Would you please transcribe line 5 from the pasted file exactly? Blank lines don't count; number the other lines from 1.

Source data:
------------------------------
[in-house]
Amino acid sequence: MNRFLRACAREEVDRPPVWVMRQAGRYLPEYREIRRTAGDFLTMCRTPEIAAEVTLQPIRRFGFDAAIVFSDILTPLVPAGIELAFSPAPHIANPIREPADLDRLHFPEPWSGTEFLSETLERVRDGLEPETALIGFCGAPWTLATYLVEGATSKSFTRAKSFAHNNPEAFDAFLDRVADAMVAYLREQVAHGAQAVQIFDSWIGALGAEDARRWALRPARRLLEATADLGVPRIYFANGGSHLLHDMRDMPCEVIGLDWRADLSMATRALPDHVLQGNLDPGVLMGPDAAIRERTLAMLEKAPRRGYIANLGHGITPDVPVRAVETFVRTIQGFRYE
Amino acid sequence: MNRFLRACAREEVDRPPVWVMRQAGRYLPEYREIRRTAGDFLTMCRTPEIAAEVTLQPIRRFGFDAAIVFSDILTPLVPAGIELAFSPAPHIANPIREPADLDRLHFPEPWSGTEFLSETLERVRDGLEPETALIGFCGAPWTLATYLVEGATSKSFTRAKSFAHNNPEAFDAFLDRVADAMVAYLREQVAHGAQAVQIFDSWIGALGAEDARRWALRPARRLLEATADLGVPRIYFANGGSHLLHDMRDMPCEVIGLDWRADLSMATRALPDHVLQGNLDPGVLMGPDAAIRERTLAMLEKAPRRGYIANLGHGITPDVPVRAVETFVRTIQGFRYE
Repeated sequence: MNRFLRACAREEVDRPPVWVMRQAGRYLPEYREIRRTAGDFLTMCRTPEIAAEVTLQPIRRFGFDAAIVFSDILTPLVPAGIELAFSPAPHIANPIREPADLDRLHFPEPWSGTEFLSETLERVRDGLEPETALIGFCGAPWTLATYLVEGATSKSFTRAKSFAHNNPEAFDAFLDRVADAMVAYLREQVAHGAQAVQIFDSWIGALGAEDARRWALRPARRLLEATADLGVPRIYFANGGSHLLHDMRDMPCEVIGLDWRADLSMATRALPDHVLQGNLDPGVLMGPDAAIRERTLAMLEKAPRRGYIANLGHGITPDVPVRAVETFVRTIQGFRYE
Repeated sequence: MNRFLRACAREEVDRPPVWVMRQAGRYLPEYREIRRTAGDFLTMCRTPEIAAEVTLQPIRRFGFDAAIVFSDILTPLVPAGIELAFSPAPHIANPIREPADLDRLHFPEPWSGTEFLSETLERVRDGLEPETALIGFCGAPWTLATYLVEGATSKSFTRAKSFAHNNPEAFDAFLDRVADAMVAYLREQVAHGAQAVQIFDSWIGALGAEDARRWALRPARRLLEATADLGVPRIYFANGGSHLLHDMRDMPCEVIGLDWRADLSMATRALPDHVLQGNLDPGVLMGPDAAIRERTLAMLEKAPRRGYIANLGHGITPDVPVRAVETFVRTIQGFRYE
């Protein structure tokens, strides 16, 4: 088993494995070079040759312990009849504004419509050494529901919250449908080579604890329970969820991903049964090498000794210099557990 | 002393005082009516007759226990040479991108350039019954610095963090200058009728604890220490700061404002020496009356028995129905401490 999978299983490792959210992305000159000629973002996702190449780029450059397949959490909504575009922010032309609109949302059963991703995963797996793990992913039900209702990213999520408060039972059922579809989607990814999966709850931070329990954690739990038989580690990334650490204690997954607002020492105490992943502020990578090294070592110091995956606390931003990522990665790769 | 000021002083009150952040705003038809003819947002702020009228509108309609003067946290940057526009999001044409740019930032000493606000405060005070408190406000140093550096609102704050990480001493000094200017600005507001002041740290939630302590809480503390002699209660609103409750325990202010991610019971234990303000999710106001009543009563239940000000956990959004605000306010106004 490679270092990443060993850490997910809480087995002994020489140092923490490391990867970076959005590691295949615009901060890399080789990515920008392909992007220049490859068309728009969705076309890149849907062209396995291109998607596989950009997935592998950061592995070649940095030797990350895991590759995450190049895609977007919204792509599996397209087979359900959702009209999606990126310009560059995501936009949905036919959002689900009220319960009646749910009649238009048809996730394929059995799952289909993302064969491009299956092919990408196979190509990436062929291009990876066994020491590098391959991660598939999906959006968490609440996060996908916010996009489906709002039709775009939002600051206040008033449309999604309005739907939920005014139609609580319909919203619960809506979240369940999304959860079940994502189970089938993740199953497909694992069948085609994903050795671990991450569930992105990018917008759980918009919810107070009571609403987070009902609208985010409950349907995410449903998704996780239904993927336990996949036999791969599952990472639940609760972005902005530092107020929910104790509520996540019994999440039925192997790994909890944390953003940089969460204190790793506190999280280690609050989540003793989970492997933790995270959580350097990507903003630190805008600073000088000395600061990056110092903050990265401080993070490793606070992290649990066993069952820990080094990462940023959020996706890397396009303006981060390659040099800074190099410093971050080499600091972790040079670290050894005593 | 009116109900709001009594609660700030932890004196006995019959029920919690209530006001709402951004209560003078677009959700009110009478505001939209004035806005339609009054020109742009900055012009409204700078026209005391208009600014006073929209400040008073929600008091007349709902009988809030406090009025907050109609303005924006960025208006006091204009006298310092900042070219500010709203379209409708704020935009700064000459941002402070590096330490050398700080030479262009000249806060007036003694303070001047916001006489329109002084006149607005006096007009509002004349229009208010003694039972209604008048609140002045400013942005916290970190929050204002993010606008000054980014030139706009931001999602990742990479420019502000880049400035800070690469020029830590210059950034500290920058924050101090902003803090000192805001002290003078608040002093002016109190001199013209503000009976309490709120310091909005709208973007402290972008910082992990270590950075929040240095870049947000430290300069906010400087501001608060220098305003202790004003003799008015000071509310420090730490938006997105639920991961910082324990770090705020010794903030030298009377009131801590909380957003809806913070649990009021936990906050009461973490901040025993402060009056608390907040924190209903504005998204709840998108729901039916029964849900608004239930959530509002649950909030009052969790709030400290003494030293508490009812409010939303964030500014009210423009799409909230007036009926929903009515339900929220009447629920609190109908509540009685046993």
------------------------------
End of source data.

Repeated sequence: MNRFLRACAREEVDRPPVWVMRQAGRYLPEYREIRRTAGDFLTMCRTPEIAAEVTLQPIRRFGFDAAIVFSDILTPLVPAGIELAFSPAPHIANPIREPADLDRLHFPEPWSGTEFLSETLERVRDGLEPETALIGFCGAPWTLATYLVEGATSKSFTRAKSFAHNNPEAFDAFLDRVADAMVAYLREQVAHGAQAVQIFDSWIGALGAEDARRWALRPARRLLEATADLGVPRIYFANGGSHLLHDMRDMPCEVIGLDWRADLSMATRALPDHVLQGNLDPGVLMGPDAAIRERTLAMLEKAPRRGYIANLGHGITPDVPVRAVETFVRTIQGFRYE